The cell cycle regulation pathway is one of the most perturbed pathways in ESCC. Mutations have been observed in the cell-cycle regulatory pathway genes TP53 (88%), CDKN2A (8%), and RB1 (2%)[35]. In addition, ESCC tumors show amplification of CCND1, which encodes for cyclin D1, and deletion of CDKN2A/B, which encodes for p16 and p14. Cyclin D1 is responsible for inducing the G1/S phase transition and is located at 11q13[31-35]. Gains in the chromosomal region 11q13 are some of the most prominent genetic alterations in squamous cell carcinomas and are associated with poor prognosis and metastasis[28,75,76]. Other G1/S transition control molecules, CDK4, CDK6, E2F1, and MDM2, are also amplified in ESCC. The p16 tumor suppressor can inhibit the formation of the CDK4/6 and cyclin D1 complex and plays a role in the oncogene-induced senescence of cells. Gain of CCND1 and/or loss of CDK2NA events occurred in over 70% of ESCC samples[33-35]. Flavopiridol, the first cyclin-dependent kinase inhibitor examined in human clinical trials, was reported to be a targeting drug for ESCC and head and neck squamous cell carcinoma patients[77]. NFE2L2, a frequently mutated gene in ESCC, encodes a sequence-specific transcriptional factor that upregulates genes associated with oxidative stress. Activating missense mutations in the NFE2L2 gene result in accumulation of the NFE2L2 protein and promote aberrant activation of downstream genes that confer resistance to oxidative stress and induce metabolic transformation in cancer cells[78].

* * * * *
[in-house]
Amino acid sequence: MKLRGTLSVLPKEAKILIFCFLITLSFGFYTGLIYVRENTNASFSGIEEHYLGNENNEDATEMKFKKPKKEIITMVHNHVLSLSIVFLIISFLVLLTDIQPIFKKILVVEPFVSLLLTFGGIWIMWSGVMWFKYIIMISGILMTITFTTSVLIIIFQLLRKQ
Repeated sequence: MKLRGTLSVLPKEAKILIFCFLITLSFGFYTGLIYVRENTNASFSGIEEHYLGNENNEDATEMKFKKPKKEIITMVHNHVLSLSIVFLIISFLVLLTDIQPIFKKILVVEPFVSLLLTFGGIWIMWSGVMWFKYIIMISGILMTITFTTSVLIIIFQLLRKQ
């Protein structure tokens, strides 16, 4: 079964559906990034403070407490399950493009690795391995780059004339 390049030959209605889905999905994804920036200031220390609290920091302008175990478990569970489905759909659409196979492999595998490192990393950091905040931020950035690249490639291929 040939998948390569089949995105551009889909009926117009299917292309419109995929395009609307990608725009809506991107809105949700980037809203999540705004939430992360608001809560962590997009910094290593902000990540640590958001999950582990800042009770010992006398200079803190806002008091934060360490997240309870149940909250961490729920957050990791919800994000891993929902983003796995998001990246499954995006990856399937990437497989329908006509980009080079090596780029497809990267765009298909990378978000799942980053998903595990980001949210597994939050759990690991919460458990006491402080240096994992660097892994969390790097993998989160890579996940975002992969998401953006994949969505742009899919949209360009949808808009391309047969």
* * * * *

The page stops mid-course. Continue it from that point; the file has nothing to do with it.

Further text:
Other signaling pathways